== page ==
611 F2d 169 National Labor Relations Board v. Savair Manufacturing Company

611 F.2d 169

104 L.R.R.M. (BNA) 2760, 88 Lab.Cas. P 11,915


No. 77-1713.

United States Court of Appeals,
Sixth Circuit.

Argued Sept. 20, 1977.
Decided Dec. 19, 1979.

Elliott Moore, Deputy Associate Gen. Counsel, N. L. R. B., Washington, D. C., Bernard Gottfried, Director, Region 7, N. L. R. B., Detroit, Mich., for petitioner.

David B. Gunsberg, Breskin & Gunsberg, Detroit, Mich., for respondent.

Before EDWARDS, Chief Judge, and KEITH and KENNEDY, Circuit Judges.ORDER

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The National Labor Relations Board has applied for enforcement of an order based upon its finding of violations of Section 8(a)(1) and 8(a)(4) of the National Labor Relations Act, 29 U.S.C. §§ 158(a)(1) and (4) directed to Savair Manufacturing Company requiring it to rehire an employee who had previously worked for the company in 1968 and 1969. The employee, Henkins, had been spokesman for a wage protest walkout which had succeeded in occasioning a 10-cent-an-hour increase for all employees involved, except Henkins, who left the company employment shortly thereafter.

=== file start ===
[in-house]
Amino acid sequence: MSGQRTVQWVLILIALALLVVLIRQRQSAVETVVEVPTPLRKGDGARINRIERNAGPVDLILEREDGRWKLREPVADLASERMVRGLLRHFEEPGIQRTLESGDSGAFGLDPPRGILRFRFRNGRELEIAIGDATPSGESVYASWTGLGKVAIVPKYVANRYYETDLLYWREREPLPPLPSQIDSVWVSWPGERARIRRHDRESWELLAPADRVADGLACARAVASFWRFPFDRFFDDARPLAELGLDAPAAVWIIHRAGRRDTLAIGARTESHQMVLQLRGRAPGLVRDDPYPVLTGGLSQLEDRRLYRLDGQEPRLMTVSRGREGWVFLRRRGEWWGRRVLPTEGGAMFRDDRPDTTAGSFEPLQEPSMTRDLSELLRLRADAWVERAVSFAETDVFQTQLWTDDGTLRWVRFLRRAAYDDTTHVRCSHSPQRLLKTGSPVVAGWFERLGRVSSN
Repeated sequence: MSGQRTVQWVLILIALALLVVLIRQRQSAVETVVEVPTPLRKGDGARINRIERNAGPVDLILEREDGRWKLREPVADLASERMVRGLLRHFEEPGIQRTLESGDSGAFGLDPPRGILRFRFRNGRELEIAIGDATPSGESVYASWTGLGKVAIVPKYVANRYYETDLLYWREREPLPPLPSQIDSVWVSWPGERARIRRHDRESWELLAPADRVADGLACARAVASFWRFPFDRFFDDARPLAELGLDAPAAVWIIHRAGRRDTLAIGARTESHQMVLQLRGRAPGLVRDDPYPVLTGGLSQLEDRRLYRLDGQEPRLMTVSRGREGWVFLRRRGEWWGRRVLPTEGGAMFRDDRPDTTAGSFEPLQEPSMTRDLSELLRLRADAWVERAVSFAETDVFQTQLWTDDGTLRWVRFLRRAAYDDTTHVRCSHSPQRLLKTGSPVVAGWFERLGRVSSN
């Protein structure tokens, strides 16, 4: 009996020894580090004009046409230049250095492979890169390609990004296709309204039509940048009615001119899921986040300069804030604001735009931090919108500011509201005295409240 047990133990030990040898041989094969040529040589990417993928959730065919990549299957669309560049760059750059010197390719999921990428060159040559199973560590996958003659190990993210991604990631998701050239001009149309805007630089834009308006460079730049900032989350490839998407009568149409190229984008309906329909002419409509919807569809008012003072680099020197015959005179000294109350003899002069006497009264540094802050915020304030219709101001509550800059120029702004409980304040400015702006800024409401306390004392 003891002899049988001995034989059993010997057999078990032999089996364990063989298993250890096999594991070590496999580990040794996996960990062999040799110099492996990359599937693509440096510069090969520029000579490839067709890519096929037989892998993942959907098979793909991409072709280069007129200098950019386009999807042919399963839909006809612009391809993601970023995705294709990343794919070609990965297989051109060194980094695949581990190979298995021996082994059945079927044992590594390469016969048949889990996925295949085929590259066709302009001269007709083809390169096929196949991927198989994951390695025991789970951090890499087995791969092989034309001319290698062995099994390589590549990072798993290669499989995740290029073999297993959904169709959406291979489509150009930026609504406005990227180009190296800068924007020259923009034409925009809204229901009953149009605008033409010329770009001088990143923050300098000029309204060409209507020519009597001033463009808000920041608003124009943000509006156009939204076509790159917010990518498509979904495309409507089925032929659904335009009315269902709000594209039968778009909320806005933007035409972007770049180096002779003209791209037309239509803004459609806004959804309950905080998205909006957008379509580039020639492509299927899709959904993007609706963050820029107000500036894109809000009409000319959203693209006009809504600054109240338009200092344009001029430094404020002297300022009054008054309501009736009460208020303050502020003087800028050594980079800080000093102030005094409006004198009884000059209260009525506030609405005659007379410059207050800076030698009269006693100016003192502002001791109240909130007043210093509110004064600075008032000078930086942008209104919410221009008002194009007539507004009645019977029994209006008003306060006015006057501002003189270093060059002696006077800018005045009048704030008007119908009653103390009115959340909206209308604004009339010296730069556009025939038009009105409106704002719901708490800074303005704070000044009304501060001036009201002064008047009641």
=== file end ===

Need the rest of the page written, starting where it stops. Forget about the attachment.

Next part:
In 1976 Henkins applied for reemployment at Savair after learning that the company was hiring turret lathe operators in which skilled job Henkins had previously worked. Savair refused to employ Henkins, which refusal led to Henkins' NLRB complaint alleging that the refusal was rooted in his activity in the 1969 walkout, or in his asserted threat to take the failure to hire him to the National Labor Relations Board.


The case was heard before an Administrative Law Judge who credited Henkins' testimony and discredited a good deal of the testimony of the company's supervisor and found both 8(a)(1) violation as to the protected concerted activity charge, and 8(a)(4) violation in relation to the threat to go to the Board.


Although the testimony is in sharp conflict on the 8(a)(4) violation, the Board was entitled to conclude from the testimony of the company official that Henkins' activity in 1969 played a major role in the company's refusal to hire him because he was "trouble."


Enforcement of the Board's order will be granted, based upon the 8(a)(1) violation found by the Board.